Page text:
Sometimes, people become too dependent on one or more leaders among the church. Sometimes people expect leaders to do specific tasks or answer certain types of questions. This kind of dependency is not healthy for the leaders or for others.
In his post “Raising Up Leaders in House Church,” Keith at “subversive1” offers some good advice when this is happening. Keith’s post is actually an email that he sent to someone in reply to a question about “raising up leader.”
While Keith’s answer is given in the context of “house church,” I think he offers some good advice for people meeting in different ways, assuming that any of the questions or interaction is allowed.
For example, at the beginning of the post, Keith writes:
[T]he secret, if there is one, I’d say is to get out of the way and allow the Holy Spirit to do as much as possible. At first our house church always looked to me or to my wife to do everything – answer every Bible question, lead the communion, baptize the people, etc. So, sometimes I would just leave the room during prayer or after worship to let them figure things out together. Other times if someone asked me a question about the Bible I would lean back and say, “I don’t know. What do you guys think?” and allow people to discuss this question without my interference. Sometimes I would ask another person, maybe even a child or a teenager, to lead us in communion, or to read a scripture to everyone. You can do this on the spot, or you can ask them ahead of time if they would do this when the time comes. That way you don’t have to be the one to ask them but they will just do it because you’ve already asked them in advance. The hope being that, eventually, they will feel confident to read scriptures on their own and to take initiative when it’s time for communion, or prayer, etc.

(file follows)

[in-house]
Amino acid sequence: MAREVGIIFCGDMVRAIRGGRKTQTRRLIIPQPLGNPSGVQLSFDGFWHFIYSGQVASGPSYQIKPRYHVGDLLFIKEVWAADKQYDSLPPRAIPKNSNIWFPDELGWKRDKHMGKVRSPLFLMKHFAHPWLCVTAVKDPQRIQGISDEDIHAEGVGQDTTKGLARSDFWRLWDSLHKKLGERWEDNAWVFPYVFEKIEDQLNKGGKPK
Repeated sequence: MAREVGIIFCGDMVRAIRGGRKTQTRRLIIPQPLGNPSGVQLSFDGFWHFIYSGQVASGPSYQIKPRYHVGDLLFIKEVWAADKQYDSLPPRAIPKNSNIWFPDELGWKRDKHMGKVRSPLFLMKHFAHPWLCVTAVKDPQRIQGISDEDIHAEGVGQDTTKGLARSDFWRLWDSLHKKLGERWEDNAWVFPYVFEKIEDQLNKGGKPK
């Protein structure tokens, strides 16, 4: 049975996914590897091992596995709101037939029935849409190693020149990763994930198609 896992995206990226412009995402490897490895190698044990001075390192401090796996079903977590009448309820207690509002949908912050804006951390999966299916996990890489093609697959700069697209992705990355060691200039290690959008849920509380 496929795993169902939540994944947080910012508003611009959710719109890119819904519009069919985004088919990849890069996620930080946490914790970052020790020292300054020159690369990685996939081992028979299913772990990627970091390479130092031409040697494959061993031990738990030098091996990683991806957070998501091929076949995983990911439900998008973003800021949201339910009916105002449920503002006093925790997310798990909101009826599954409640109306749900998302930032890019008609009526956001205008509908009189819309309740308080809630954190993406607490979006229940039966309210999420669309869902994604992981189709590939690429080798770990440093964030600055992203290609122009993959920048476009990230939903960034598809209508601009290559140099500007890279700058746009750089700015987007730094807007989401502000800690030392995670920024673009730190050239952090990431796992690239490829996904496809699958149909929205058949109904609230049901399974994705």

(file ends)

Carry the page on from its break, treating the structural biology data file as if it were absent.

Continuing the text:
This is only one part of Keith’s post, so I would recommend reading the whole post.
When people are specifically looking to one person or one group to do everything for the church, Keith’s advice is sound: the leader(s) may need to get out of the way. Stop doing what others think you should do. Give others opportunities as well.
What do you think about Keith’s advice? How do you think it would be beneficial to the church and the leaders? Could their be any problems?